Category: Week 1

CSS * selector

* {
    css declarations;

  • The * selector in CSS selects all HTML elements.
  • This can impact on load time as the styling properties are added to every element on the page.
  • Instead use the :root or html selectors for global styling so it cascades down the stylesheet.

JavaScript preventDefault() method

The preventDefault() method cancels the event if it is cancelable, meaning that the default action that belongs to the event will not occur.


I learned to use the preventDefault() method to stop the user submitting a form when they pressed the enter key on their keyboard, but still allowed them to press the enter key to enter a line break in the textarea with the id #message.

const message = document.querySelector("#message");

document.querySelector("form").onkeypress = function(e) {
  let key = e.charCode || e.keyCode;
  if (key == 13 && !== message) {

Here is a link to the repo where we used this code on a group project.

HSL colours

  • Hex colours that are similar visually look nothing alike in code.
  • HSL (Hue Saturation Lightness) colours are more readable because the code represents better how users see the relationships between colours.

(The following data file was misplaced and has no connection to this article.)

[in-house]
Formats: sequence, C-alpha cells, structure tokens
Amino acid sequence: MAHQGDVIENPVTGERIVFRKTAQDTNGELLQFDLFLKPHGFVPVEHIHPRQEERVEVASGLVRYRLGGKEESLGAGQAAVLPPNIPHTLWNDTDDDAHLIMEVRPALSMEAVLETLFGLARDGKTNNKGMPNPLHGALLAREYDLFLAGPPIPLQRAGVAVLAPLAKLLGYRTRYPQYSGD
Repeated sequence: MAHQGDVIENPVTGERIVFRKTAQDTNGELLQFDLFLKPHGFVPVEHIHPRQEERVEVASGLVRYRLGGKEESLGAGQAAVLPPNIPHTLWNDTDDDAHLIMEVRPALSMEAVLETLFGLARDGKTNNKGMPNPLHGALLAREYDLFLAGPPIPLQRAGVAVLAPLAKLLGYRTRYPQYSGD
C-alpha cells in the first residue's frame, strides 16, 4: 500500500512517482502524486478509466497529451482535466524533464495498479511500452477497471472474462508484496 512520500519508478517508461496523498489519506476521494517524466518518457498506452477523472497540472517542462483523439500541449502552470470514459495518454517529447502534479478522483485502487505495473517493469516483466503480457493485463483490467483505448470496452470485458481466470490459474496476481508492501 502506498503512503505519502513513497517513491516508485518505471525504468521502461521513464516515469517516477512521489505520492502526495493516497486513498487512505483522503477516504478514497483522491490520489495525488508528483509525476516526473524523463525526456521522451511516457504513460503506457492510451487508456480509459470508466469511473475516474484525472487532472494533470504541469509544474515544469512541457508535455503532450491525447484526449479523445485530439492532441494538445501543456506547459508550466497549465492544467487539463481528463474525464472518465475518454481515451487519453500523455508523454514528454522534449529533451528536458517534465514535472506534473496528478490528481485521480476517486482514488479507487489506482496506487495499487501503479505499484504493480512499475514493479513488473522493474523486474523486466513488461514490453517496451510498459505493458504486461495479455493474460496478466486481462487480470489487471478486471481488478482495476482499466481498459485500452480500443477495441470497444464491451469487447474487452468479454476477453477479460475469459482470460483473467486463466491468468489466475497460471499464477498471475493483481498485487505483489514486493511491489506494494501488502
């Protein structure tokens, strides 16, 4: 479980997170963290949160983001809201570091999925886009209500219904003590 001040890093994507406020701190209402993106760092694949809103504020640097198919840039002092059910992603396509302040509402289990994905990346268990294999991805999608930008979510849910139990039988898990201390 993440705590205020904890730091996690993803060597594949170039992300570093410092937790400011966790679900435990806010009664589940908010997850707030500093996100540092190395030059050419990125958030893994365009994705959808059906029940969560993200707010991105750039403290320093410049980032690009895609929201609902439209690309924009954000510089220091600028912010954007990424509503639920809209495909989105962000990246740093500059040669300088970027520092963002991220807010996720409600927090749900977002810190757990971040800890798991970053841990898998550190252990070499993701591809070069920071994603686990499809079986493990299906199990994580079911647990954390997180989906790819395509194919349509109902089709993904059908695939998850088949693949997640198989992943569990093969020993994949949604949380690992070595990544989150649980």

The darker pink has no obvious relation to the lighter pink in its HEX code, but its HSL code has an obvious correlation. The hue and saturation percentages are the same, the lightness percentage of the darker pink is lower.

Media queries are not only for screen size

The hardware industry has created massive touchscreen TVs, really large tablets (like the iPad Pro), and even huge touch desktop PCs (like the new, jaw-dropping Surface Studio). This means we can no longer assume that a small viewport is a touch screen and a large viewport isn’t.

CSS Tricks


We can use media queries to adapt designs to the “accuracy” of a user’s pointer.

The primary pointing device is of limited accuracy, e.g. a finger:
@media (pointer: coarse) { ... }

The primary pointing device is accurate, e.g. a mouse or stylus:
@media (pointer: fine) { ... }

There is no pointing device:
@media (pointer: none) { ... }


We can use media queries to detect the user’s abilities to hover over elements on a webpage.

The user is on a touch screen device where the primary pointer system is the finger and they cannot hover:
@media (hover: none) { ... }

The user is on a device were the primary input is a mouse:
@media (hover: hover) { ... }